#SEOPodcast292 – Do You Need an XML Sitemap?
Chuck: Let me say it one more time. Take the ad text and use it as your meta description for the ads that are converting. I hope that I didn’t have to say that [0:23:14] [Indiscernible].
Chuck: Don’t take the ads that Google has posted all on its own and use those. Please.
Chuck: Yeah. That ad that wasted all your budget and didn’t get any conversions, don’t use that one.
Chris: Now, be careful. Drill down on this. We’re not just talking about AdWords conversions. We’re talking about actual conversions to business. If you get a ton of AdWords conversion, let’s say you get 100 but none of those convert into business — they call. They fill out a form, and they don’t become customers. They don’t get you money in some ways. But you have some other ad that only converted a lot lower percentage —
Chuck: But those people.
Chris: — but five of them became customers —
Chuck: That’s what you go for.
Chris: — choose that one.
Chuck: That’s what you go for. I would probably reverse engineer it. I’d start from analytics, looking at your conversions, and backtrack all the way through your pay. Figure out which ad led to that contact form submission which ad led to that phone call and then start it from there. We’ve got technical difficulties.
Chris: Yeah. A lot of that will be good though.
Chuck: Number three, monitoring your site links. We were just talking about this at our Algo Cat, site links and call-outs and extensions and things like that. Monitor those. Janet says, “Site links are a great way to drive traffic deeper into your website if it’s to a place where you want your visitors to go.” She’s right.
I think what you really have to do here is understand the purpose of those site links. More importantly, understand your site, which pages convert on your site, which pages get the most traffic on your site, which pages have the lowest bounce rate, have the most time on site. Get that sort of data because those are the pages that you likely want to include in your site links, the pages that have the highest engagement, the pages that actually convert people. You don’t want your FAQ page showing in your site links.
Chris: Or just like you were saying, back it out, out of analytics. Where are the most actual conversions —
Chuck: Coming from.
Chris: Any one of the pages in the path that led to a conversion, probably —
Chuck: Might be a site link.
Chris: — good words for site links.
Chuck: Exactly. Yeah, number three, monitoring site links. Number four.
Chuck: Lack of structured markup. Bing! Janet, great one. That almost could have been number one. She goes onto say, “Rich snippets are a fantastic way to make your SERP result larger and more visible.” Duh, she’s absolutely right. We were just talking about this.
Structured data, for those who may not know what that is, it’s really just a code that you can put on certain elements on your website, like articles or events or dates or addresses and things like that.
Chuck: They really do a couple of things. One, helps the bot, the Google bot or the spider, whatever is indexing that site, helps that better understand what the content is about, helps the browser understand how it needs to present it, and it helps the user convert better because that same-structured data turns into a rich snippet or a site link or whatever you marked it up for.
So, when you have a lack of structured data markup then you’re really telling the bot, “You just need to forget what this is. I could have made it easier for you, but I’ll make it hard.”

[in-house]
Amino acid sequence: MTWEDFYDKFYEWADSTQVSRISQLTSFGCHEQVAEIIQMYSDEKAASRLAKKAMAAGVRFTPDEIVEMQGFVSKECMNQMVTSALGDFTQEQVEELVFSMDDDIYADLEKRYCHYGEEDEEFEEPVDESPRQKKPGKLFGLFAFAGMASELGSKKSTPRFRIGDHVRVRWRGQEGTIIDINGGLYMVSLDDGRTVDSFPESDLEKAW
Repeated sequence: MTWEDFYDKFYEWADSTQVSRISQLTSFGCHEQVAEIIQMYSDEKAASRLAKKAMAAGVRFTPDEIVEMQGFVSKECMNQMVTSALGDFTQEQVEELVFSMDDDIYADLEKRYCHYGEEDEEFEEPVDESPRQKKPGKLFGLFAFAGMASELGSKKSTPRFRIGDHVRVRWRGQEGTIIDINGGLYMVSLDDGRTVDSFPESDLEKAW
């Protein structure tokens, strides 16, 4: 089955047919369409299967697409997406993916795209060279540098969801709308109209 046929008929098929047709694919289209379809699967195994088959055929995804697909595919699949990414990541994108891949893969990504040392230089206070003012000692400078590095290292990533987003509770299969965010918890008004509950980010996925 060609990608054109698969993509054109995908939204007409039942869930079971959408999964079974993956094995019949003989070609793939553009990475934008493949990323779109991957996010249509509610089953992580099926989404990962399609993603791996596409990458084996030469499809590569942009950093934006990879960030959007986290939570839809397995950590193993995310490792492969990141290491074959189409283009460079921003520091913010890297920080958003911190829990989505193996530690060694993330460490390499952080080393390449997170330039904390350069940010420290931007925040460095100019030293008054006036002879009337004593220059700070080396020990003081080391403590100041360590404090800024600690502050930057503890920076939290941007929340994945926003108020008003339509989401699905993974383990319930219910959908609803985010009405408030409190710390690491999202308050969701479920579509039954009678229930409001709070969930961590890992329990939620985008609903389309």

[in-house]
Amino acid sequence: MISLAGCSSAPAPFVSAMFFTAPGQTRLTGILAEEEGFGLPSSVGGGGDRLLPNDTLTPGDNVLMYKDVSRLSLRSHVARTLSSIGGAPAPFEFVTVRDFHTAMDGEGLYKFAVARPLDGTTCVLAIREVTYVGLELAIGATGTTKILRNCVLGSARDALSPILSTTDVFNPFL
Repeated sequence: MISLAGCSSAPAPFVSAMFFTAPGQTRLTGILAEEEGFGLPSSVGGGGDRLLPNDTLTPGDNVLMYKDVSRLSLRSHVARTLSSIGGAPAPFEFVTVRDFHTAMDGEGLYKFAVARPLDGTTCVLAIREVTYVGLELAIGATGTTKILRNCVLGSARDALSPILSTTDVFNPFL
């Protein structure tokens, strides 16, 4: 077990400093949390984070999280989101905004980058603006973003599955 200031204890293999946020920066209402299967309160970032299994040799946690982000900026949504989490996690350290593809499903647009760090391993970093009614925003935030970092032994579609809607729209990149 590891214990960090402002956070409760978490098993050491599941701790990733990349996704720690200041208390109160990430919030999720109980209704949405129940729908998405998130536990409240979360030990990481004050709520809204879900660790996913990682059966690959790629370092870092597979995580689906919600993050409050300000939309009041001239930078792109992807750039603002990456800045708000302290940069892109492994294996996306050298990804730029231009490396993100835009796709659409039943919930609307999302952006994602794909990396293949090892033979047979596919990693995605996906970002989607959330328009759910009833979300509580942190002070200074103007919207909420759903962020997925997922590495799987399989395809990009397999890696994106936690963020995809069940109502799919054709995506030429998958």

Chris: Good luck.
Chuck: Good luck.
Chris: Here’s my site. Good luck.
Chris: Treat me well.
Chuck: So, taking the time to mark your data is extremely important, for at least these things. There are over 100 things you could use structured data markup for, but I will suggest your NAP. Anytime your name, address and phone is on your site, mark it up.
Chris: Structured markup.
Chuck: Any products you have, mark them up.
Chris: Hopefully, your shopping cart does it already. If not, frankly, choose a different cart.
Chuck: Choose a different cart. This is a quick punch in the face to WooCommerce because they do that already.
Chuck: Reviews, mark them up. Events, you having any events that’s going on that you’re literally advertising on your site, mark those up too. There’s a whole gamut of things that you could be marking up for but at the very least, markup those, and you should be pretty good. Lack of structured markup, ironically, this is a problem across the Internet that’s just a newer adaptation to SEO that a lot of people just aren’t taking advantage of.
Chuck: I see this one all the time, broken analytics tracking.
Chris: We’ve actually, back in the day, we’ve created it a couple of times. “Let’s go check out that data.”
Chris: “Who forgot to put the analytics on?”
Chuck: Or, who broke it? Broken analytics data. She said that analytics are the marketer’s and the webmaster’s best friend. It tells you who comes, who goes, how they got there and how they interact with your website. She also says, “You can’t adequately benchmark organic traffic and track progress without analytics firing properly.”
She’s right. Analytics data drives decisions. You must have accurate data. You must have the right statistics about how your site is performing. So, I will say not only to make sure your data is working, that it’s not broken; I would say, improve how it is working. Make sure your analytics is filtering out the right things, like your IP address and spam bots and ghost bots and all that sort of deal.
Chris: Ghost visits, yeah.
Chuck: Ghost visits. Make sure that is not only working right, but filtering out right because there’s nothing worse than a whole bunch of skewed data.
Chris: How about goals?
Chuck: Make sure your goals are implemented, multiple goals. Depending on your site, for every conversion type, should be a goal. Product purchase, goal. Contact form submission, goal. Newsletter subscription, goal. Make those goals.
Chris: Or maybe it’s goal!
Chuck: Exactly. Yeah, punch in the face to Javier.
Yeah. You want to set a goal for all your conversions. Frankly, we’re working on setting up goals for phone calls. Why? Because that’s a conversion. You need your analytics to be able to track that. Why? So you can go and reverse engineer it and figure out how that call happened, where that call came from, which site link led to that phone call. If your analytics are fixed and installed properly then you’ll have access to some kind of data.